Alrighty - time to look back on the campaign day that was:
- both major parties announced special economic plans for special states/territories;
- the Coalition had $62 million worth of goodies for Tasmania where it is quietly confident it can pick up seats;
- Labor had $10 million up its sleeve for northern Australia and an uncosted announcement about reducing the company tax rate for businesses based in the Northern Territory;
- the Coalition is concerned releasing its policy costings would "bore the Australian people to death"; and
- former speaker Peter Slipper will recontest his seat of Fisher.
My thanks, as always, to you for reading and joining in and to Andrew Meares and Alex Ellinghausen for their sensational work.
See you in the morning.
Okay I now feel officially sorry for Team Rudd. Their bus left their Brisbane hotel at 4am (so that's a getting time of a bit after 3am) before flying to Darwin. Then they flew to Kununurra. Then it's on to Perth which they have been told they will not reach before midnight.
The signal out of Kununurra is weak so I'm told we may not hear much out of them for at least another hour.
Meanwhile, it was a relatively easy day for Team Abbott. They at least woke up in the state they spent most of the day in - Tasmania - and one stop in Launceston and one in Hobart is nothing. They are now in the air headed for goodness knows where so that's it from them today.
I know many of you are, like me, huge fans of the wizardry worked by Andrew Meares and Alex Ellinghausen.
Normally I don't just publish press releases verbatim but I'm making an exception for this one from Bob Katter, MP for Kennedy in Queensland's far north.
"Good afternoon and please see details below for media conference tomorrow," it goes (so far, so normal).
"Bob will be making an entrance via helicopter in what could be the first aircraft to land at Sydney's proposed second airport. Apologies to those for whom this is irrelevant."
Mr Katter will, it is promised, be making "important aviation announcements".
(Okay, so I'm easily amused.)
Ever wonder what happens to the campaign props when the caravan has packed up and moved on? This.
6 year old Matilda Stevenson after a campaign launch in Hobart, Tasmania, on Thursday. Photo: Alex Ellinghausen
Opposition leader Tony Abbott meets 4 year old Tess Stansfield during the campaign launch for candidates Tanya Denison and Bernadette Black, in Hobart on Thursday. Photo: Alex Ellinghausen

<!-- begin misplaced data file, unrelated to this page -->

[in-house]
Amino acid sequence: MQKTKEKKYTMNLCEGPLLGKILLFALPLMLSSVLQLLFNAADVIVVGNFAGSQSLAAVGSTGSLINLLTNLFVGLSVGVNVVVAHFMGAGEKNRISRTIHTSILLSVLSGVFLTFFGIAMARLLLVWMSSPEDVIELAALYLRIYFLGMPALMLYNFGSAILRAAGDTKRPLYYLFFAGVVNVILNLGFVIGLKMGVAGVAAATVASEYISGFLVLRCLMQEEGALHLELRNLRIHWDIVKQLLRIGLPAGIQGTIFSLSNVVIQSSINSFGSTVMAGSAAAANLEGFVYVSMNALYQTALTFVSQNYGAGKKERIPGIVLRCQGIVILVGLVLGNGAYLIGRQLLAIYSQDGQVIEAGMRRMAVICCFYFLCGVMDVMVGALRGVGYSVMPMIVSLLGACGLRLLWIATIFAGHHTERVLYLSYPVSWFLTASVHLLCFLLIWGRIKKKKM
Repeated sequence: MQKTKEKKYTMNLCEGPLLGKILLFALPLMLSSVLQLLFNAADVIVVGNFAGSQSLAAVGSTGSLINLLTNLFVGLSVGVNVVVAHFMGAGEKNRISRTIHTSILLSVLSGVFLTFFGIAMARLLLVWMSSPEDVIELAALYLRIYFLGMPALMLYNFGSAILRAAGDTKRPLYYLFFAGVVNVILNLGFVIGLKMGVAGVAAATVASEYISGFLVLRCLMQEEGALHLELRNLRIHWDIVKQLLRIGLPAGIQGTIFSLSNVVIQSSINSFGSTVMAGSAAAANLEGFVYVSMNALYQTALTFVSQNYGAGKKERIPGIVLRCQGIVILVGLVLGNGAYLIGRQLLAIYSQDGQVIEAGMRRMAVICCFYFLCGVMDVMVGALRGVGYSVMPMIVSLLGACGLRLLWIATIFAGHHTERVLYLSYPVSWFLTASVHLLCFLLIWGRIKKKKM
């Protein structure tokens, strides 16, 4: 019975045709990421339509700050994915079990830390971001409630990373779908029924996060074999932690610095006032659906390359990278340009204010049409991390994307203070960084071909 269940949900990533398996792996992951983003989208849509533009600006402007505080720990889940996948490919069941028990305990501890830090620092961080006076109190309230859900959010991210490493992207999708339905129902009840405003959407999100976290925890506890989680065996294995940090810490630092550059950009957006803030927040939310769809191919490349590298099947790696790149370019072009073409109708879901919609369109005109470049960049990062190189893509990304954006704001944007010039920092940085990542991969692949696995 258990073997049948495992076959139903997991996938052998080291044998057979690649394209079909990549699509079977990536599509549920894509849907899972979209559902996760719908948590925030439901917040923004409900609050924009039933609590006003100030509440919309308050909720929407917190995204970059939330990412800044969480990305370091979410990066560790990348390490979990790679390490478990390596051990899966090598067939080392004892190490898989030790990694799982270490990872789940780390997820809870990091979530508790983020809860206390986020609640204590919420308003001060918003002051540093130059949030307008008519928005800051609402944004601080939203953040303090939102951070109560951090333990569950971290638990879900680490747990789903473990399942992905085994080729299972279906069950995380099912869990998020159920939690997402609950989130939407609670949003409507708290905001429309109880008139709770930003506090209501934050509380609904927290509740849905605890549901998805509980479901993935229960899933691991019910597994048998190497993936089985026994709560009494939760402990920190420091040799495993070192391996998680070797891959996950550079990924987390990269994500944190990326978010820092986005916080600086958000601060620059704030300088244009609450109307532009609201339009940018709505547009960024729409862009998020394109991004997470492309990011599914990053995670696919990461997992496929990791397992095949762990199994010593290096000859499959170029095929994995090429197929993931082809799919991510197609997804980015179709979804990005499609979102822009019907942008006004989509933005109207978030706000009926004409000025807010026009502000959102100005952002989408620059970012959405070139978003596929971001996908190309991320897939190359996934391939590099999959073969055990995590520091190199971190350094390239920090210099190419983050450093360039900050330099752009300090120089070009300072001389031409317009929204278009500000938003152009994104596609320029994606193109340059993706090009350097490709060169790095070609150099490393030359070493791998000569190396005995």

Another day, another child used as a shameless prop used in the name of politics.
While he was in Darwin Mr Rudd visited Robertson barracks, the cenotaph and held a press conference where he encountered a gentleman called Robert Buchan. Mr Buchan, 71, was most persistent in asking Mr Rudd when the national debt would be repaid.
You can watch what happened in this video shot by our man on Team Rudd, Andrew Meares.
No doubt Mr Rudd is fielding a few questions about his northern Australia policy (you can read Judith Ireland's story about it here).
This announcement did not go particularly well for Mr Rudd - he stumbled when questioned about the specifics of his company tax cut proposal and had to admit it was not costed.
Which might blunt any attack Labor might have been planning based on Coalition treasury spokesman Joe Hockey's assertion that Australians would be "bored to death" if all the campaign focussed on was costings.
Prime Minister Kevin Rudd on the plane from Darwin on Wednesday. Photo: Andrew Meares
Mr Rudd is flying with the media from Darwin to Kununurra. In other words, he's slumming it.
Prime Minister Kevin Rudd joins the media charter plane to fly to Kununurra from Darwin on Wednesday. Photo: Andrew Meares
More things that I should have brought to your attention.....
Chief political correspondent Mark Kenny makes the observation in his weekly column that the gap in the polls for the parties may have become "structural".
Mark grabs hold of a space theme and goes with it: "Like the staged firing of a Saturn V rocket escaping its earthly bonds, Labor banked on the election to provide the final impetus needed to slip its heavy past and propel it skyward in 2013."
Can he sustain the theme throughout his piece? Yes he can.
Technology reporter Lucy Battersby takes an in depth look at one of the key policy differences between the major parties - the National Broadband Network - and assesses the claims made by each side.
My apologies for being so late in putting up today's Fact Checker segment.
Today Peter Martin looks at a Labor favourite - that Tony Abbott took "$1 billion in hospital funding out of the states".
How does Peter rate this claim? You'll have to click here to find out.
Really, this man should know better:
Bondi Junction Mall - blowing a Tibetan trumpet with less than Himalayan results. pic.twitter.com/r16LXg9dj9— Malcolm Turnbull (@TurnbullMalcolm) August 15, 2013
No truth to the rumour that Labor is bringing sexy back.
As seen from Prime Minister Kevin Rudd's media bus in Darwin on Thursday. Photo: Andrew Meares
Mr Slipper's wife, Inge, steps up to the microphone.
Mrs Slipper does not mince words as she accuses the media of making her life "hell".
She describes helicopters flying over their house and people feeling the bonnet of her car to see if she'd been out as part of the harassment she has endured.
Mrs Slipper describes it as "a direct hit on our marriage" but "our marriage is real".
"I have stuck by Peter," Mrs Slipper said. "There's so many things you guys don't understand about Peter. He has made some mistakes but he's a really good guy."